Significance of erection hardness score as a diagnostic tool to assess erectile function recovery in Japanese men after robot-assisted radical prostatectomy.

The objective of this study was to characterize time-dependent recovery of erectile function in Japanese patients following robot-assisted radical prostatectomy (RARP) using the erection hardness score (EHS).

This study prospectively included 170 Japanese patients with localized prostate cancer (PC) undergoing RARP without neoadjuvant hormonal therapy. The erectile function of each patient was assessed based on the International Index of Erectile Function-5 (IIEF-5) and EHS at the baseline and on every visit to an outpatient clinic after RARP. In this series, potency was defined as the ability to have an erection sufficient for intercourse, corresponding to EHS ≥3, while patients with EHS ≥2 were regarded as those with erectile function. Of these 170 patients, 20 and 75 underwent bilateral and unilateral nerve-sparing procedures, respectively; however, non-nerve-sparing procedures were performed in the remaining 75. A proportional increase in the IIEF-5 score according to EHS was noted at 24 months after RARP. At 6, 12 and 24 months after RARP, the recovery rates of erectile function were 11.9, 21.7 and 35.8 %, respectively, while those of potency were 3.8, 9.8 and 13.7 %, respectively. Of several factors examined, the age, preoperative IIEF-5 score and nerve-sparing procedure were identified as independent predictors of erectile function recovery. These findings suggest that favorable erectile function recovery could not be achieved in Japanese PC patients even after the introduction of RARP; therefore, it might be preferable for such a cohort to use EHS rather than IIEF-5 as an assessment tool for the postoperative recovery of erectile function.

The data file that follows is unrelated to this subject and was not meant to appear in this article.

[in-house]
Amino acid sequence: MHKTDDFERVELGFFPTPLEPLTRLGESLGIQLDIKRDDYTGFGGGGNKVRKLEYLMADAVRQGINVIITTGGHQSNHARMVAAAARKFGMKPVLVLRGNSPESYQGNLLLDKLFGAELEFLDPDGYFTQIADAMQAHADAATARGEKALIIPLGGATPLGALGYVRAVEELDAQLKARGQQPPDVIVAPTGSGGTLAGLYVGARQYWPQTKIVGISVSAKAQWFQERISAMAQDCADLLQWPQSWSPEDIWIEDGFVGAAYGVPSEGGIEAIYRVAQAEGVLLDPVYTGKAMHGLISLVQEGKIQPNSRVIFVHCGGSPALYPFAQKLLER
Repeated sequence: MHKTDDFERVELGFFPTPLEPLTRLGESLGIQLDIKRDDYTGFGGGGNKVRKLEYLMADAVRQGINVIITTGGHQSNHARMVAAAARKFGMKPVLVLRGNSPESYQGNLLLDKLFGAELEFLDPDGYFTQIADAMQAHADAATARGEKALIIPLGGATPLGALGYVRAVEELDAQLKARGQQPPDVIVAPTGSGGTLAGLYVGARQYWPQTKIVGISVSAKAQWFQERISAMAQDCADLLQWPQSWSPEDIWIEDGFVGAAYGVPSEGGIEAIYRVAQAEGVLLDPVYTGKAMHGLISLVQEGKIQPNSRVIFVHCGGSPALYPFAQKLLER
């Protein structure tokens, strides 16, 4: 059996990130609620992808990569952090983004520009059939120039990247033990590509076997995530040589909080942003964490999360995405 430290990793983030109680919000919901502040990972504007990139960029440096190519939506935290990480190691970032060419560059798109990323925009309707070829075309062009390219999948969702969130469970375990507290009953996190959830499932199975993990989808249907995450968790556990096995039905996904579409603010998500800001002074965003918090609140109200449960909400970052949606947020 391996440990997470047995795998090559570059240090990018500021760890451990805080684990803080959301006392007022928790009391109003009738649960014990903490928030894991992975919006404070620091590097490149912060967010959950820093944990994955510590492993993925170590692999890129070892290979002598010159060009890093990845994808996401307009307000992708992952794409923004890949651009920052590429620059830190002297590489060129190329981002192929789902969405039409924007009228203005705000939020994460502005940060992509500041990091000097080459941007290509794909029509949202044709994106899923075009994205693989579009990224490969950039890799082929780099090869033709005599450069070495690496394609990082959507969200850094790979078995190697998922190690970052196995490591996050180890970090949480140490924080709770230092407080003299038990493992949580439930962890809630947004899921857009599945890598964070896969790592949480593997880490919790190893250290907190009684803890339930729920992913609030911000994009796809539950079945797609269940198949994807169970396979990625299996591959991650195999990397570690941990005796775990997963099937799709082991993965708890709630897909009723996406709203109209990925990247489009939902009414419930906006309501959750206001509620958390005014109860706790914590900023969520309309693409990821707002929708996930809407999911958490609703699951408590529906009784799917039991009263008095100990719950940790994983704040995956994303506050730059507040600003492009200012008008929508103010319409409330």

Journal of robotic surgery. 2016 Mar 19 [Epub ahead of print]

Hideaki Miyake, Akira Miyazaki, Akihisa Yao, Nobuyuki Hinata, Masato Fujisawa

Division of Urology, Kobe University Graduate School of Medicine, 7-5-1 Kusunoki-cho, Chuo-ku, Kobe, 650-0017, Japan. Division of Urology, Kobe University Graduate School of Medicine, 7-5-1 Kusunoki-cho, Chuo-ku, Kobe, 650-0017, Japan., Division of Urology, Kobe University Graduate School of Medicine, 7-5-1 Kusunoki-cho, Chuo-ku, Kobe, 650-0017, Japan., Division of Urology, Kobe University Graduate School of Medicine, 7-5-1 Kusunoki-cho, Chuo-ku, Kobe, 650-0017, Japan., Division of Urology, Kobe University Graduate School of Medicine, 7-5-1 Kusunoki-cho, Chuo-ku, Kobe, 650-0017, Japan.

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